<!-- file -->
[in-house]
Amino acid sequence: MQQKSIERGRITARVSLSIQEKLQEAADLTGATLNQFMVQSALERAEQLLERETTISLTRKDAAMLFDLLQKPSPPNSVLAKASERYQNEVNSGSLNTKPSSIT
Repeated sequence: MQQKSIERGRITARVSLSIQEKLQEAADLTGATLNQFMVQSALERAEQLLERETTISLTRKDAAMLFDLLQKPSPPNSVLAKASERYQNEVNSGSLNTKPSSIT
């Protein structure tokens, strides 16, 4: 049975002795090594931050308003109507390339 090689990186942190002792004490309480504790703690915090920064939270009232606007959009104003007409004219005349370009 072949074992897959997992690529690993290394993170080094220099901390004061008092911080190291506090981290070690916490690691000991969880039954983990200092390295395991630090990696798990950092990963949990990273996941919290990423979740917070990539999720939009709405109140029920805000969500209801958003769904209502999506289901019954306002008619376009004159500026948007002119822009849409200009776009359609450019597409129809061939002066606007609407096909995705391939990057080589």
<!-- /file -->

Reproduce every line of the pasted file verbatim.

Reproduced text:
[in-house]
Amino acid sequence: MQQKSIERGRITARVSLSIQEKLQEAADLTGATLNQFMVQSALERAEQLLERETTISLTRKDAAMLFDLLQKPSPPNSVLAKASERYQNEVNSGSLNTKPSSIT
Repeated sequence: MQQKSIERGRITARVSLSIQEKLQEAADLTGATLNQFMVQSALERAEQLLERETTISLTRKDAAMLFDLLQKPSPPNSVLAKASERYQNEVNSGSLNTKPSSIT
């Protein structure tokens, strides 16, 4: 049975002795090594931050308003109507390339 090689990186942190002792004490309480504790703690915090920064939270009232606007959009104003007409004219005349370009 072949074992897959997992690529690993290394993170080094220099901390004061008092911080190291506090981290070690916490690691000991969880039954983990200092390295395991630090990696798990950092990963949990990273996941919290990423979740917070990539999720939009709405109140029920805000969500209801958003769904209502999506289901019954306002008619376009004159500026948007002119822009849409200009776009359609450019597409129809061939002066606007609407096909995705391939990057080589």